Any person matching the description of the proposed class has the right to opt out of the comparison. By opting out of the settlement, you are not eligible to receive any payout as part of the settlement, but retain your individual rights to sue Apple for the same allegations set forth in the class action lawsuit.
Class Members may request an exclusion through the forthcoming Settlement Website or by US mail to the Settlement Administrator. The cut-off period is 95 days after the preliminary approval of the settlement.
Apple denies any wrongdoing
Despite agreeing to a $50 million settlement, Apple denies all allegations made in the lawsuit, according to the proposed settlement:
Apple denies all allegations made in the lawsuit, denies that any MacBooks are defective, and denies that Apple did anything improper or illegal. Apple raises numerous objections to the claims in this case. The proposed settlement to resolve this case is not an admission of guilt or wrongdoing of any kind on the part of Apple.
Apple nonetheless concluded that a settlement “is in its best interests” to avoid additional time and legal costs associated with lengthy litigation.
Given the settlement, the court did not find in favor of Apple or the plaintiffs.
If and when the proposed settlement is finally approved by the United States District Court for the Northern District of California, a settlement website will be created where class members may claim, file a request for disqualification, and obtain additional information.
Apple provides the Comparison Manager with the email addresses of all class members for whom Apple has an email address on file. The comparison administrator will then notify the class members in good time by e-mail. Some class members may also be notified by US mail. If you don’t receive a notification but match the description of the proposed class, you can submit a claim through the comparison site once it’s live.
A final hearing to determine the fairness of the Settlement will be held at least 130 days after the Settlement’s provisional approval, leaving likely several months before things are finalized and payments to Class members begin.
Apple’s free keyboard service program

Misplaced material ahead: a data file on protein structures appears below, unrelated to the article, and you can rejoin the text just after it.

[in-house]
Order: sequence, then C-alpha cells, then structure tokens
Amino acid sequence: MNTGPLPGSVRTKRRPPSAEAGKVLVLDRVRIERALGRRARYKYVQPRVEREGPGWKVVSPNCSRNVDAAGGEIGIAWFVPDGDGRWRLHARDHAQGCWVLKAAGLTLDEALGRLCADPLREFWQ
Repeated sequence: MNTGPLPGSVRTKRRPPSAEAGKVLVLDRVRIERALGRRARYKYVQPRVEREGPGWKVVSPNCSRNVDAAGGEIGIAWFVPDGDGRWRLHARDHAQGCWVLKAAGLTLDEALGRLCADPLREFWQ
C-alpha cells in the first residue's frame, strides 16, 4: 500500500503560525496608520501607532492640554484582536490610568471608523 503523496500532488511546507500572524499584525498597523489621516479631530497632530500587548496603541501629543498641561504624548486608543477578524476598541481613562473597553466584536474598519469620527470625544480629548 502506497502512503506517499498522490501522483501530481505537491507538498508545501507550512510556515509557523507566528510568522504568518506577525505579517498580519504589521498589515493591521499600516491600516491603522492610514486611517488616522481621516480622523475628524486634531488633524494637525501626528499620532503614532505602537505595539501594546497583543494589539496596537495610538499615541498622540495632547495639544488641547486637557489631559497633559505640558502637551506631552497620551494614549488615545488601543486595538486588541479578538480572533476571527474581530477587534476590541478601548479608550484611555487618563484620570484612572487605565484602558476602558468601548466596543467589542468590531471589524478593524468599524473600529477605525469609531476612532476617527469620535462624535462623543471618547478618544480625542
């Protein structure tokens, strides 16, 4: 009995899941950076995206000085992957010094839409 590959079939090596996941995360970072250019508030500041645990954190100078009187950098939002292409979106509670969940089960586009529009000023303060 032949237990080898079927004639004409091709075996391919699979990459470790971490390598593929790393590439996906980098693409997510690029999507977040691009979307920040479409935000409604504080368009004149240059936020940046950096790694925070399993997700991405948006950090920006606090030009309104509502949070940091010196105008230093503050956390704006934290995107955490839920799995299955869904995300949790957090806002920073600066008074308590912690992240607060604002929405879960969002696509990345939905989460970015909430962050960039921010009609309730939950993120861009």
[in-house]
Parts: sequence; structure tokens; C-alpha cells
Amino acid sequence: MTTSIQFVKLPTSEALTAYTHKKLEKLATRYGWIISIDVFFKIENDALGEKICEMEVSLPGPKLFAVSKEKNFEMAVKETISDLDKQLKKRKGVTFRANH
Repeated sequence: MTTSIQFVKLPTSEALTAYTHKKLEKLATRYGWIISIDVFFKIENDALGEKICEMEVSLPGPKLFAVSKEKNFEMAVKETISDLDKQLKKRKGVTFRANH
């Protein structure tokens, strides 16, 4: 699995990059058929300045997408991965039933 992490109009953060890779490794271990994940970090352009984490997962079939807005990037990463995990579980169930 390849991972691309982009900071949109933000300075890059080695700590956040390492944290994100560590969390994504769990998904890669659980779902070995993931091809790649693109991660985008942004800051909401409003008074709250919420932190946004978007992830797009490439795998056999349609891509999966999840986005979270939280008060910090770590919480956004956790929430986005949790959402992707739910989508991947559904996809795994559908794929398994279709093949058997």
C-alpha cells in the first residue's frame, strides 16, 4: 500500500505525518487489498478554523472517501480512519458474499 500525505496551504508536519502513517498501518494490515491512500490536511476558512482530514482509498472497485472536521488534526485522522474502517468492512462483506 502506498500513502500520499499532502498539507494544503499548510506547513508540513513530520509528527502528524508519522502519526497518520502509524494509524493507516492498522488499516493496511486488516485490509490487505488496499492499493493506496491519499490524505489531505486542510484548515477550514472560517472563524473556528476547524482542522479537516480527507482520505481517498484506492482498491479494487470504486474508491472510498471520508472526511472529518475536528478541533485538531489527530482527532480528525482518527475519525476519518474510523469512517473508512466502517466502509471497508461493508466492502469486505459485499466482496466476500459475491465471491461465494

In 2018, Apple launched a keyboard servicing program after discovering that a “small percentage” of keyboards in certain MacBook, MacBook Air, and MacBook Pro models may exhibit one or more of the following behaviors:
- Letters or characters repeat themselves unexpectedly
- Letters or characters are not displayed
- Key(s) feel “sticky” or do not respond consistently
As part of the global program, Apple or an Apple Authorized Service Provider will repair eligible MacBook, MacBook Air and MacBook Pro keyboards free of charge for up to four years after the affected notebook’s first retail sale. One issue with the repair program, however, is that Apple replaces the butterfly keyboard with a different butterfly keyboard, which means the same issues can recur over time.
Apple says customers who believe their MacBook was affected by this issue and paid for their keyboard repairs can contact Apple for a refund.
In March 2019, Apple apologized for the matter. “We’re aware that a small number of users are experiencing issues with their third-generation butterfly keyboard, and we’re sorry,” said an Apple spokesman The Wall Street Journal. “The vast majority of Mac notebook customers have had a positive experience with the new keyboard.”
Starting with the 16-inch MacBook Pro in November 2019, Apple ditched the butterfly keyboard and went back to using a more reliable scissor keyboard. Apple no longer sells Macs with butterfly keyboards, putting an end to years of complaints.